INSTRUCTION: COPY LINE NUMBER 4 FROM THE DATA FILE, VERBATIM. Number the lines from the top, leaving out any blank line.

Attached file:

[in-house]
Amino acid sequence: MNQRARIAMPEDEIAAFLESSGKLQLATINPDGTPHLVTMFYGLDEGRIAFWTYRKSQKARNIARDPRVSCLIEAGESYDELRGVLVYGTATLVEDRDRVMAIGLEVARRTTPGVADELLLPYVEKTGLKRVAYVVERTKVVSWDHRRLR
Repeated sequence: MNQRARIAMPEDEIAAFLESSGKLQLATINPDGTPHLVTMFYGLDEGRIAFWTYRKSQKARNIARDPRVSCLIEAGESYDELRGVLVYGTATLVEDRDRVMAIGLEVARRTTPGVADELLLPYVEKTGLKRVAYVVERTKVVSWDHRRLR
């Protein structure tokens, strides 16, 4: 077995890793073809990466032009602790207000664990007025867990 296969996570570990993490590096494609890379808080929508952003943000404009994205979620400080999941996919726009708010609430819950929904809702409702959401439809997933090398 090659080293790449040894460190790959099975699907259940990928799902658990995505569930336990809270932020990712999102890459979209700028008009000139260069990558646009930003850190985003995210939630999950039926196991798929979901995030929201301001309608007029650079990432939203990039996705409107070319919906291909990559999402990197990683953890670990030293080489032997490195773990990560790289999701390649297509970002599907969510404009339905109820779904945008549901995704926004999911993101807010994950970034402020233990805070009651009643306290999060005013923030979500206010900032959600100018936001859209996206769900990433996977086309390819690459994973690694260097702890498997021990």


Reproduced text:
């Protein structure tokens, strides 16, 4: 077995890793073809990466032009602790207000664990007025867990 296969996570570990993490590096494609890379808080929508952003943000404009994205979620400080999941996919726009708010609430819950929904809702409702959401439809997933090398 090659080293790449040894460190790959099975699907259940990928799902658990995505569930336990809270932020990712999102890459979209700028008009000139260069990558646009930003850190985003995210939630999950039926196991798929979901995030929201301001309608007029650079990432939203990039996705409107070319919906291909990559999402990197990683953890670990030293080489032997490195773990990560790289999701390649297509970002599907969510404009339905109820779904945008549901995704926004999911993101807010994950970034402020233990805070009651009643306290999060005013923030979500206010900032959600100018936001859209996206769900990433996977086309390819690459994973690694260097702890498997021990």